• Right-click the zip file and opt for the ‘Open with > Windows Explorer’ option.

Right-click the zip file

  • Click on ‘Extract all’, select your preferred location for the firmware binaries, and then hit ‘Extract’.

Extract all

  • Now, all the firmware files are prepared and ready to be flashed using Odin.

all the firmware files are prepared

Before flashing the stock firmware onto your Samsung Galaxy phone or tablet, be aware that it may erase data including contacts, call logs, pictures, videos, documents, and more. Therefore, ensure you back up all your necessary data beforehand.

  • Ensure your device is adequately charged, we’d recommend a battery level of 50% or above.
  • Activate USB debugging through the ‘Developer options’.
  • Reboot your device in ‘Download’ or ‘Odin Mode’; the method may vary based on your device model.
  • Also, a compatible USB cable is necessary – ideally, use the one supplied with your phone to prevent any potential connection issues.
  • Remember, Odin is a Windows-only flash tool, so a computer is required for flashing your Samsung device.

Steps to Flash Samsung Firmware with Odin

After preparing as stated above, it’s time to flash the firmware binaries onto your Samsung Galaxy smartphone or tablet. Here’s the process:

Run the ‘Odin3_v3.14.4.exe’ as an administrator, located in the ‘Odin3 v3.14.4’ folder. When the warning pop-up appears, click ‘OK’ to initiate Odin.

Next, boot your Samsung device into the ‘Download Mode’. For Samsung devices released post-2021, here’s how you can enter ‘Download Mode’:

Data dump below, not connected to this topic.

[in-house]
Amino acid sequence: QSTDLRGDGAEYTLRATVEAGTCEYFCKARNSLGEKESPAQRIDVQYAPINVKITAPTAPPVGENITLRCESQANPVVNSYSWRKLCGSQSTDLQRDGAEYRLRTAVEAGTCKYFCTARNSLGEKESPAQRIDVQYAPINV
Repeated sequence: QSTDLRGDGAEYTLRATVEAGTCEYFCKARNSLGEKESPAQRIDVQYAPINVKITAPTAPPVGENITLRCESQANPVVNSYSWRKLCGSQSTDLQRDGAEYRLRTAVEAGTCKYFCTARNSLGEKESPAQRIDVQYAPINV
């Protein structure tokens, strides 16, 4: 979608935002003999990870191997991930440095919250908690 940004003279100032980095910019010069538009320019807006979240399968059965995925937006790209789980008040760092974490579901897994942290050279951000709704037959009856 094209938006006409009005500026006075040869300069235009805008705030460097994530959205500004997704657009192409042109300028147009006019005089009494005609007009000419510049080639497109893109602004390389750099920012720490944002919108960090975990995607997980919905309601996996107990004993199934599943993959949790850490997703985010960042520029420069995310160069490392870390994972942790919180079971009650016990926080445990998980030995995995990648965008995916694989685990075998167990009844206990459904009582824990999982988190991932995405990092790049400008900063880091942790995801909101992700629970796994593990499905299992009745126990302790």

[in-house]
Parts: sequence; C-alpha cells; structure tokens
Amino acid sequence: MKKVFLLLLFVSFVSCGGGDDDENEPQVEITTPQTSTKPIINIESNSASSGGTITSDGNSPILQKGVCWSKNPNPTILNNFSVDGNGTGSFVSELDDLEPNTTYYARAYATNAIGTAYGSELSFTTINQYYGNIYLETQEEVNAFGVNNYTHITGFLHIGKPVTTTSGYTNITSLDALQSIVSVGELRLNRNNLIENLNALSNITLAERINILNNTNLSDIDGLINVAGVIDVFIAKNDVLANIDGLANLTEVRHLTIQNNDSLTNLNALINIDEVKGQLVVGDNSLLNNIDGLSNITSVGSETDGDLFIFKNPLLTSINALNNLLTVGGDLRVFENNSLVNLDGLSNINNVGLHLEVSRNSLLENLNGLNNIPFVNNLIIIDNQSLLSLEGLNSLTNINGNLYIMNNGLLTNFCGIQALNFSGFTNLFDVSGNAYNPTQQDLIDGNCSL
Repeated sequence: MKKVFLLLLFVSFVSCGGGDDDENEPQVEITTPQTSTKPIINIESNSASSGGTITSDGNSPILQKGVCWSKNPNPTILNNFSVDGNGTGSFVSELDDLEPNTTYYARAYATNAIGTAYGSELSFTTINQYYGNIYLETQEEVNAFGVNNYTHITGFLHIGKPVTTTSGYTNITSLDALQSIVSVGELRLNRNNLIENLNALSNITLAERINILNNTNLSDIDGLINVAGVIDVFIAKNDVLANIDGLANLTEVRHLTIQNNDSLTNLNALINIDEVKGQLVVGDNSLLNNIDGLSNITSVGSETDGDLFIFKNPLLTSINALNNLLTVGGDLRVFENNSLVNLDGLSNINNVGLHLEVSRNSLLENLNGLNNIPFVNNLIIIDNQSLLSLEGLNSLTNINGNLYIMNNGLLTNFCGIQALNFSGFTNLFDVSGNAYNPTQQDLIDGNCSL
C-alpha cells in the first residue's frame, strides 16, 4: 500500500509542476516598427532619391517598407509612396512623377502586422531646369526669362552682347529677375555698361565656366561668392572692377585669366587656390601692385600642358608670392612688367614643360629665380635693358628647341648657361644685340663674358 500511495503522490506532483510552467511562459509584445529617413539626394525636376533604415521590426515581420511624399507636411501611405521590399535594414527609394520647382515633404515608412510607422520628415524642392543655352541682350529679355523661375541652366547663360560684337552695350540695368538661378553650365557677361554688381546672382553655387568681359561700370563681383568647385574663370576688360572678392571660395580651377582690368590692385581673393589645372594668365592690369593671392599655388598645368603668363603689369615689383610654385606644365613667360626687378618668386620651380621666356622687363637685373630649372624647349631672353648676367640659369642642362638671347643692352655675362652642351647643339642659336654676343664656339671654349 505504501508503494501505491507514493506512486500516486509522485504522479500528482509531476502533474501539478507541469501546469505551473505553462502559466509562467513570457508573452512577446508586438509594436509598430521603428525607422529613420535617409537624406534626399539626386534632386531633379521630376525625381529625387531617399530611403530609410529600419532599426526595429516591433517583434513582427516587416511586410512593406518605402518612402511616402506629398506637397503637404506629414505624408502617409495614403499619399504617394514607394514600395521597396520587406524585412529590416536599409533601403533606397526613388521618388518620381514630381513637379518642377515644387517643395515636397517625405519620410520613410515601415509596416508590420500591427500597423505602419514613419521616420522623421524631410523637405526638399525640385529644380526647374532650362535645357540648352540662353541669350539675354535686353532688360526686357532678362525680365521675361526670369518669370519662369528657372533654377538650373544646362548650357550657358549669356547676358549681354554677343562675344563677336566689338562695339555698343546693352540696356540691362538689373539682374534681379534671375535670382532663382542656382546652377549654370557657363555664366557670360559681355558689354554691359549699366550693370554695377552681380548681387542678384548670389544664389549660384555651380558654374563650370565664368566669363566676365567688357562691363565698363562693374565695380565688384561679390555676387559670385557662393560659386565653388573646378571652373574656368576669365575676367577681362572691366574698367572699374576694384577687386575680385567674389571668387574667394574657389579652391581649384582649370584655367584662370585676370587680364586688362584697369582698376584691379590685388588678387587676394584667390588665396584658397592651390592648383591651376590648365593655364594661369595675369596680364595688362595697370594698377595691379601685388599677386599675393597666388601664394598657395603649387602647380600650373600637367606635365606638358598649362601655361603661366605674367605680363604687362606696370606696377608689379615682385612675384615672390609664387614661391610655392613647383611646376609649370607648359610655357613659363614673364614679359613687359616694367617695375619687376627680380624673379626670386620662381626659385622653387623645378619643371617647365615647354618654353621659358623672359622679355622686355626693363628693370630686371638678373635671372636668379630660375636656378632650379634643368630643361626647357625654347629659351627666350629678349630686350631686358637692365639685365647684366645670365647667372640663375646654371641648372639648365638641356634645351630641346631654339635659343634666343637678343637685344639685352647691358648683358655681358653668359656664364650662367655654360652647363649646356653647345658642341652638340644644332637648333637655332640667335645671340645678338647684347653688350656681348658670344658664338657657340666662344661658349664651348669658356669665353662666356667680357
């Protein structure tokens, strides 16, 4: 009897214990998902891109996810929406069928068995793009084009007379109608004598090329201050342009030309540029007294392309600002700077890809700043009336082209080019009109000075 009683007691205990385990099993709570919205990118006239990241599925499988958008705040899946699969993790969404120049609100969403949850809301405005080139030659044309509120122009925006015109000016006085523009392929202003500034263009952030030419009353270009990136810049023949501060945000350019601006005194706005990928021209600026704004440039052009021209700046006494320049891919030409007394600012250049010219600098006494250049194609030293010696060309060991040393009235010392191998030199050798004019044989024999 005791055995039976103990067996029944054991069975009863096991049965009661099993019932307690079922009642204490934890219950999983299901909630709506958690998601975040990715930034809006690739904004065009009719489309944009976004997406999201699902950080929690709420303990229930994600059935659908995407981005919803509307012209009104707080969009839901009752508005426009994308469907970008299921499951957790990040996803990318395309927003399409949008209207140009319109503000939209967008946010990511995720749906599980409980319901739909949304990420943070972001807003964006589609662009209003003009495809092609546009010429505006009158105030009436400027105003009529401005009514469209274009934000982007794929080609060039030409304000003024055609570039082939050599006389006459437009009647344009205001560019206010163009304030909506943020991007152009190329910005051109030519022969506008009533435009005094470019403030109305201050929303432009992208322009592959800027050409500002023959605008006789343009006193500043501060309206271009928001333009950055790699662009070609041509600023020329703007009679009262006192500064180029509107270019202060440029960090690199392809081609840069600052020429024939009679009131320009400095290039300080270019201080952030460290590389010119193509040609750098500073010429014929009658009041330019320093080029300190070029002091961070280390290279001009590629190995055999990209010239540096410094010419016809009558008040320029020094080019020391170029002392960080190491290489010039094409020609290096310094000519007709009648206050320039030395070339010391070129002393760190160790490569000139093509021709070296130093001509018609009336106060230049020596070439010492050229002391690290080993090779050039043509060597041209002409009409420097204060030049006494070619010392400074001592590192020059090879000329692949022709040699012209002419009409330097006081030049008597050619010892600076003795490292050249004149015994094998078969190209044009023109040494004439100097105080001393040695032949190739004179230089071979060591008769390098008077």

• Power off your device.
  • Connect the device to your computer with a USB cable.
  • Once the charging animation ceases, hold the ‘Volume Up’ and ‘Volume Down’ buttons simultaneously for about 5-7 seconds.
  • A warning screen will appear.
  • To enter ‘Download Mode’, press the ‘Volume Up’ key.

Download Mode

  • When your device initiates ‘Download Mode’, ensure that the USB cable remains connected, allowing Odin to detect it.
  • As soon as Odin identifies your Samsung phone, the ‘ID: COM’ port gets highlighted, and you’ll see ‘Added!!’ in the Odin log.


  • In Odin, click on ‘Options’ adjacent to the ‘Log’ tab and verify that both ‘Auto Reboot’ and ‘F. Reset Time options are selected.

Auto Reboot' and 'F. Reset

  • Now, it’s necessary to add the firmware binaries to the Odin flash tool. Start by clicking the ‘BL’ button, then find the folder containing the extracted firmware files – they’ll have a ‘.tar.md5’ extension. Choose the binary that begins with ‘BL\_’.
  • Next, select ‘AP’, then find and add the firmware file starting with ‘AP\_’. Due to the AP binary’s large size, expect it to take several seconds to load.
  • Then, select ‘CP’ and attach the CP binary.
  • Finally, select the ‘CSC’ button in Odin and choose either the ‘CSC’ or ‘HOME\_CSC’ file. For a clean install, choose ‘CSC’.
  • But, if you prefer not to wipe your phone’s data, choose ‘Home\_CSC’.
  • Odin will verify the MD5 checksum for each firmware file. Once all four firmware binaries are loaded, the Odin window should look as expected.

verify the MD5 checksum

Lastly, verify that your Odin screen matches the following display. When you’re ready, click ‘Start’ to commence the firmware flashing process.

When you're ready, click 'Start'

  • Odin will begin installing the firmware files, a process that typically takes between 3-5 minutes, so be prepared for a brief wait.